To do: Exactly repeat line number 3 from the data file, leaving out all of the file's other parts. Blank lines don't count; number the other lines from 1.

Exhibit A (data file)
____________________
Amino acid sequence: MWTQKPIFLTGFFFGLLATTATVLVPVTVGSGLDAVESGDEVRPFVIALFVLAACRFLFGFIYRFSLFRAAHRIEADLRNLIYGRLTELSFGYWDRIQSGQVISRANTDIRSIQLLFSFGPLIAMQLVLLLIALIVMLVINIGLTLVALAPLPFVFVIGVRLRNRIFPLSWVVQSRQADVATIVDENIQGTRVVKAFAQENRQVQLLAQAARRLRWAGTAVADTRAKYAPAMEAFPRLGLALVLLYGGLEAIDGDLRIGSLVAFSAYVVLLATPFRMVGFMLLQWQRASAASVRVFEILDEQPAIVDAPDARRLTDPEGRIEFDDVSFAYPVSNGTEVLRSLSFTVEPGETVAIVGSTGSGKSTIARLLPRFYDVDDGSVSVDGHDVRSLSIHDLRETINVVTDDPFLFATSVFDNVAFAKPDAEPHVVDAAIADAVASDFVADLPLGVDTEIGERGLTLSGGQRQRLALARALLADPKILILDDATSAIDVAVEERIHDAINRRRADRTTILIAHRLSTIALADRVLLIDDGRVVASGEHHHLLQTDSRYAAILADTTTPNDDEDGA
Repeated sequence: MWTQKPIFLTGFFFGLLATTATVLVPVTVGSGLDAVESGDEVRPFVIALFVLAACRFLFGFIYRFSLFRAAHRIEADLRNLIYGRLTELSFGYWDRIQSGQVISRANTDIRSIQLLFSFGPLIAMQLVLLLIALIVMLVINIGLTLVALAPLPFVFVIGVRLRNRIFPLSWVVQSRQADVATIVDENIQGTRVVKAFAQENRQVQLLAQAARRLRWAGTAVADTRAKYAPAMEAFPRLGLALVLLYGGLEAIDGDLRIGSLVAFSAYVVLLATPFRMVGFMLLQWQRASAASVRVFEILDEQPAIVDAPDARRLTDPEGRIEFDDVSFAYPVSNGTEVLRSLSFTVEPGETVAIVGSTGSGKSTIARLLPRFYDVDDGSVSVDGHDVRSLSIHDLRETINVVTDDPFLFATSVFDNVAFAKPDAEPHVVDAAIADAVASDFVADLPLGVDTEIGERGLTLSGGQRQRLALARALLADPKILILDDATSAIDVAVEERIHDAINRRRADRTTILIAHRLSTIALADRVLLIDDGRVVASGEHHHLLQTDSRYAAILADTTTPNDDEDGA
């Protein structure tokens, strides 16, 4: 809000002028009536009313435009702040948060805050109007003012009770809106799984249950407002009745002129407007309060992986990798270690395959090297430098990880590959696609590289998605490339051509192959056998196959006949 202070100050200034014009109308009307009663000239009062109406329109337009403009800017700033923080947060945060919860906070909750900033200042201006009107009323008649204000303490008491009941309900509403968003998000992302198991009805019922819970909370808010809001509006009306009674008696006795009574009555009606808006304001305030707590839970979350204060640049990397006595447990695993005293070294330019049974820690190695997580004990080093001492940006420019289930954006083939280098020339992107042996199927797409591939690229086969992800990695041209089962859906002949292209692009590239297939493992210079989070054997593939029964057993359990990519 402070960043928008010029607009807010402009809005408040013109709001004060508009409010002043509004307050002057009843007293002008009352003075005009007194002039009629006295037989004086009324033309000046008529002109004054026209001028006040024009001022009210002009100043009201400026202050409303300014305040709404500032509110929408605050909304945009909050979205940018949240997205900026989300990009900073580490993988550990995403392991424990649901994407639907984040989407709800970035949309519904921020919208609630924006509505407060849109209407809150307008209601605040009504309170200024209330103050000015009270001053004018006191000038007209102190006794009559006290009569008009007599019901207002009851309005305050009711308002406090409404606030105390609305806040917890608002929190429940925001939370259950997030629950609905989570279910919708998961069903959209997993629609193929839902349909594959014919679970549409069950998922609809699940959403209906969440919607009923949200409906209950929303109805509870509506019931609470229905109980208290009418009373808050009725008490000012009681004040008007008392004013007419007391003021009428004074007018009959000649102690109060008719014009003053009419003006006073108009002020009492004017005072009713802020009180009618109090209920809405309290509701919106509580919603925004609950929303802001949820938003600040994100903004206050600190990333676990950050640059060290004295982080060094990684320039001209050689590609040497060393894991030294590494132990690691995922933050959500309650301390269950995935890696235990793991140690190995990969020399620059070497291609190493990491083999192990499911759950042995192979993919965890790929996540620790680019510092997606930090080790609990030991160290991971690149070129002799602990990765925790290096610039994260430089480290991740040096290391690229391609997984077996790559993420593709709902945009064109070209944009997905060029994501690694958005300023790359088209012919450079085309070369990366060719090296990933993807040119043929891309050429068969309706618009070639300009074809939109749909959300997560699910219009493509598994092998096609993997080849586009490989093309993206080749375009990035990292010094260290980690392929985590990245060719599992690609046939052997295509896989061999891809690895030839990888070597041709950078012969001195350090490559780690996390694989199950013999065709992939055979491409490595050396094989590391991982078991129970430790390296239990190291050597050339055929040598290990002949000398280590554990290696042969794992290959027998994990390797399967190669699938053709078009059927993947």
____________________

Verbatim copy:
């Protein structure tokens, strides 16, 4: 809000002028009536009313435009702040948060805050109007003012009770809106799984249950407002009745002129407007309060992986990798270690395959090297430098990880590959696609590289998605490339051509192959056998196959006949 202070100050200034014009109308009307009663000239009062109406329109337009403009800017700033923080947060945060919860906070909750900033200042201006009107009323008649204000303490008491009941309900509403968003998000992302198991009805019922819970909370808010809001509006009306009674008696006795009574009555009606808006304001305030707590839970979350204060640049990397006595447990695993005293070294330019049974820690190695997580004990080093001492940006420019289930954006083939280098020339992107042996199927797409591939690229086969992800990695041209089962859906002949292209692009590239297939493992210079989070054997593939029964057993359990990519 402070960043928008010029607009807010402009809005408040013109709001004060508009409010002043509004307050002057009843007293002008009352003075005009007194002039009629006295037989004086009324033309000046008529002109004054026209001028006040024009001022009210002009100043009201400026202050409303300014305040709404500032509110929408605050909304945009909050979205940018949240997205900026989300990009900073580490993988550990995403392991424990649901994407639907984040989407709800970035949309519904921020919208609630924006509505407060849109209407809150307008209601605040009504309170200024209330103050000015009270001053004018006191000038007209102190006794009559006290009569008009007599019901207002009851309005305050009711308002406090409404606030105390609305806040917890608002929190429940925001939370259950997030629950609905989570279910919708998961069903959209997993629609193929839902349909594959014919679970549409069950998922609809699940959403209906969440919607009923949200409906209950929303109805509870509506019931609470229905109980208290009418009373808050009725008490000012009681004040008007008392004013007419007391003021009428004074007018009959000649102690109060008719014009003053009419003006006073108009002020009492004017005072009713802020009180009618109090209920809405309290509701919106509580919603925004609950929303802001949820938003600040994100903004206050600190990333676990950050640059060290004295982080060094990684320039001209050689590609040497060393894991030294590494132990690691995922933050959500309650301390269950995935890696235990793991140690190995990969020399620059070497291609190493990491083999192990499911759950042995192979993919965890790929996540620790680019510092997606930090080790609990030991160290991971690149070129002799602990990765925790290096610039994260430089480290991740040096290391690229391609997984077996790559993420593709709902945009064109070209944009997905060029994501690694958005300023790359088209012919450079085309070369990366060719090296990933993807040119043929891309050429068969309706618009070639300009074809939109749909959300997560699910219009493509598994092998096609993997080849586009490989093309993206080749375009990035990292010094260290980690392929985590990245060719599992690609046939052997295509896989061999891809690895030839990888070597041709950078012969001195350090490559780690996390694989199950013999065709992939055979491409490595050396094989590391991982078991129970430790390296239990190291050597050339055929040598290990002949000398280590554990290696042969794992290959027998994990390797399967190669699938053709078009059927993947």